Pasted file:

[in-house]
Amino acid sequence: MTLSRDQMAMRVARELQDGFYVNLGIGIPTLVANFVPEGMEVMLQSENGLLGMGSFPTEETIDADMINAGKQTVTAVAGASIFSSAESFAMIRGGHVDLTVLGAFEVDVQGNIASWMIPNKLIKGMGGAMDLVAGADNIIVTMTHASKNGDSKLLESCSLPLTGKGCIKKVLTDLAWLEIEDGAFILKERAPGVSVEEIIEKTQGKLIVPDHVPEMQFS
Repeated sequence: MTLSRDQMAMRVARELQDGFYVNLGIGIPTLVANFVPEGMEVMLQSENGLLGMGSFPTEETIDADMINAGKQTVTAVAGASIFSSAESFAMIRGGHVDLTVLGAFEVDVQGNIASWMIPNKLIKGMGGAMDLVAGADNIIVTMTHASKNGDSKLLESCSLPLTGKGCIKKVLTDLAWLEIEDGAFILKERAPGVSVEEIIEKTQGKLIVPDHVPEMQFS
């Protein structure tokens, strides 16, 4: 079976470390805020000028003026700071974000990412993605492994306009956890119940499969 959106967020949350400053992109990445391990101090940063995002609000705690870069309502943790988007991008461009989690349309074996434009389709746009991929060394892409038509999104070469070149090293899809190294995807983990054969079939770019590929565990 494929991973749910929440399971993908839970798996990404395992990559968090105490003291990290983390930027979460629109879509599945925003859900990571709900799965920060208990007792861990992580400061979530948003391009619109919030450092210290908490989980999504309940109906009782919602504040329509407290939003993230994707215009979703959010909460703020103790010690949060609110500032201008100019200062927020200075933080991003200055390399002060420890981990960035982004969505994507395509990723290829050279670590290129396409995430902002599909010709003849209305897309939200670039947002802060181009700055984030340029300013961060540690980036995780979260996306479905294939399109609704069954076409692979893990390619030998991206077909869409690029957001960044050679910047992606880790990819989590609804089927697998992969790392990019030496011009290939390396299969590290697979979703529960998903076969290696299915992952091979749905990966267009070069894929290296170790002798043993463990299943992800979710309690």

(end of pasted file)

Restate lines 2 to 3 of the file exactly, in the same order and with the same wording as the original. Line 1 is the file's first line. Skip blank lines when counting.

Amino acid sequence: MTLSRDQMAMRVARELQDGFYVNLGIGIPTLVANFVPEGMEVMLQSENGLLGMGSFPTEETIDADMINAGKQTVTAVAGASIFSSAESFAMIRGGHVDLTVLGAFEVDVQGNIASWMIPNKLIKGMGGAMDLVAGADNIIVTMTHASKNGDSKLLESCSLPLTGKGCIKKVLTDLAWLEIEDGAFILKERAPGVSVEEIIEKTQGKLIVPDHVPEMQFS
Repeated sequence: MTLSRDQMAMRVARELQDGFYVNLGIGIPTLVANFVPEGMEVMLQSENGLLGMGSFPTEETIDADMINAGKQTVTAVAGASIFSSAESFAMIRGGHVDLTVLGAFEVDVQGNIASWMIPNKLIKGMGGAMDLVAGADNIIVTMTHASKNGDSKLLESCSLPLTGKGCIKKVLTDLAWLEIEDGAFILKERAPGVSVEEIIEKTQGKLIVPDHVPEMQFS